A Fresh View of the Madoff Scandal

The news of the crimes by Bernie Madoff has dominated the headlines since his arrest in December. As the lynch mob mentality has now run it’s course, it is appropriate to re-examine the method that he used to commit his crimes and the regulatory environment that allowed him to get away with it for so long.

We know that Madoff chose to utilize a “secret” firm located on a separate floor to run his Ponzi scheme. We know that he registered this firm, on advice of counsel, in 2006. The firm was not new and had been managing, or in Madoff’s case stealing, money for years. However, prior to 2006, there was no requirement to register this particular type of advisor as it was considered exempt from the Investors Act of 1940. This act required the registration of firms that provided investment management as defined by the Act and the Madoff firm fell under the exemption because it was an advisor to hedge funds. Neither hedge funds, or their advisors, were required to register with any self-regulatory or governmental agency.

The Act exempts these funds and advisors because of the limited number of clients that invest in them and because their investors had to be “accredited”. Accredited investors must have a minimum net worth of $1,500,000 or an annual income for the previous two years of at least $200,000. Basically, congress decided many years ago that wealthy investors would be willing to give up some regulatory protection in exchange for the ability to invest in products that were limited in distribution. Consider it a privilege of wealth! In 2005, the SEC adopted new rules requiring “advisers to certain private investment pools (“hedge funds”)” to register their firms with the SEC by February 1, 2006. They decided to require the registration because they redefined the definition of investor. In most of these funds, the investors are institutional hedge funds with numerous clients. Prior to the new rule, each one of these funds was considered to be one investor and the SEC did not “look through” the fund to find the actual number of investors that the fund represented. With the new rule in place, Madoff was advised to register his fund and he registered prior to the deadline of February 1, 2006.

In justifying the new rule, the SEC stated that they ”are concerned that individuals have targeted hedge fund investors and chosen hedge funds as a vehicle for fraud because these individuals could operate their funds without regulatory scrutiny of their activities”. Hedge funds offered, and continue to offer, an unregulated environment that provided generous compensation and the ability to manage money without oversight!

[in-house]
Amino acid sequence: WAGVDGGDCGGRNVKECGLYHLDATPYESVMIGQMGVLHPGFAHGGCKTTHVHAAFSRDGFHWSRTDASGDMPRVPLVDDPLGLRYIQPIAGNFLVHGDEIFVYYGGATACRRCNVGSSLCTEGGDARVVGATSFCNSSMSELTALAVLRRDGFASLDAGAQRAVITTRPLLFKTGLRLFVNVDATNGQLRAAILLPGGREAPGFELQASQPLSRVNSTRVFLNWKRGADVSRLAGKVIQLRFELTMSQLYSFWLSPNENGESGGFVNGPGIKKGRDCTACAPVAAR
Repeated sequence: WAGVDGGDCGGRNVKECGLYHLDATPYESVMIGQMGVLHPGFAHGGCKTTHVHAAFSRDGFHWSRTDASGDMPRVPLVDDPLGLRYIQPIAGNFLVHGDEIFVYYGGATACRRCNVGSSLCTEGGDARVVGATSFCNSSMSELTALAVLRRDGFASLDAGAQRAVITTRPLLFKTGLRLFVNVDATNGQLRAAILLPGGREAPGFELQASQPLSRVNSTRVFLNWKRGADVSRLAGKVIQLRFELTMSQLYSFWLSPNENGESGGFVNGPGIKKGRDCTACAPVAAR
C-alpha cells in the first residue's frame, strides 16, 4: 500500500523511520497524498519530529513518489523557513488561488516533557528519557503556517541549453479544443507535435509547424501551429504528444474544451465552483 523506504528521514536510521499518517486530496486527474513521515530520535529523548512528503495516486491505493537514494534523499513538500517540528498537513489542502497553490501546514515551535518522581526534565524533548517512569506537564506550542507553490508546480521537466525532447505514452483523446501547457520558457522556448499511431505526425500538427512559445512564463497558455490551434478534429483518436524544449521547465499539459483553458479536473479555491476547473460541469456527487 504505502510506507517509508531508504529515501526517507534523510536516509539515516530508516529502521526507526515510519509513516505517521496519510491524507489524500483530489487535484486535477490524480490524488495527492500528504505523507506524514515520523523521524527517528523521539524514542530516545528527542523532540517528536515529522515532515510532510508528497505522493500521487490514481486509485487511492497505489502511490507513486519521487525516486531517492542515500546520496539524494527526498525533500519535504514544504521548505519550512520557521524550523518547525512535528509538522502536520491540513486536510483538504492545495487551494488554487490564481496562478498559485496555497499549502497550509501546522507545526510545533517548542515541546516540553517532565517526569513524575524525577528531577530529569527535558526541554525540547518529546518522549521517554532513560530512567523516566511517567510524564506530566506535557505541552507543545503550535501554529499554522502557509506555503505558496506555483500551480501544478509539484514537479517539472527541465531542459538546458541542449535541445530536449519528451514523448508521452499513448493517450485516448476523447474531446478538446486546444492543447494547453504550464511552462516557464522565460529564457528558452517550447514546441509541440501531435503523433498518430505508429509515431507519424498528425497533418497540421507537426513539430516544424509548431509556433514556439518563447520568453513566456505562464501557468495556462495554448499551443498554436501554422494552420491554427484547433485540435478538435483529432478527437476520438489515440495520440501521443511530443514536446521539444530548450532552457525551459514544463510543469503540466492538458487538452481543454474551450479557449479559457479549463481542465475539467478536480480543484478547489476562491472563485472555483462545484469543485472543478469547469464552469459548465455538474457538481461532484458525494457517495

Phillip Goldstein, co-founder of Bulldog Investors, hedge fund advisor, director, and a well-known hedge fund activist filed suit to block the SEC rule. Mr. Goldstein has worked vigorously to prevent regulation of hedge funds and has portrayed the ability of hedge funds to operate in secret as a “first amendment issue”. In a unanimous decision on June 23, 2006, the US Court of Appeals for the District of Columbia agreed with him and struck down the rule. As a result of this decision, advisors to hedge funds could continue to operate with minimal regulation and without registering!

In his testimony to congress on July 25, 2006, then SEC Chairman Christopher Cox responded saying, “given the recent invalidation of the SEC’s hedge fund rule by the United States Court of Appeals, we have been forced back to the drawing board to devise a workable means of acquiring even basic census data that would be necessary to monitor hedge fund activity in a way that could mitigate systemic risk.
The current lack of such basic data requires me to hedge when I say that the SEC’s best estimate is that there are now approximately 8,800 hedge funds, with approximately $1.2 trillion of assets. If this estimate is accurate, it implies a remarkable growth in hedge fund assets of almost 3,000% in the last 16 years.” If the Chairman of the SEC doesn’t know how many hedge funds exists, how can we expect the SEC to successfully prevent criminal activity within them?
Congress needs to remove the hedge fund exemption in its entirety. Allow the SEC to examine the books and records, just as they do for investment advisors. The SEC cannot be expected to investigate operations that can simply turn them away at the door. Blame Madoff, not the SEC.

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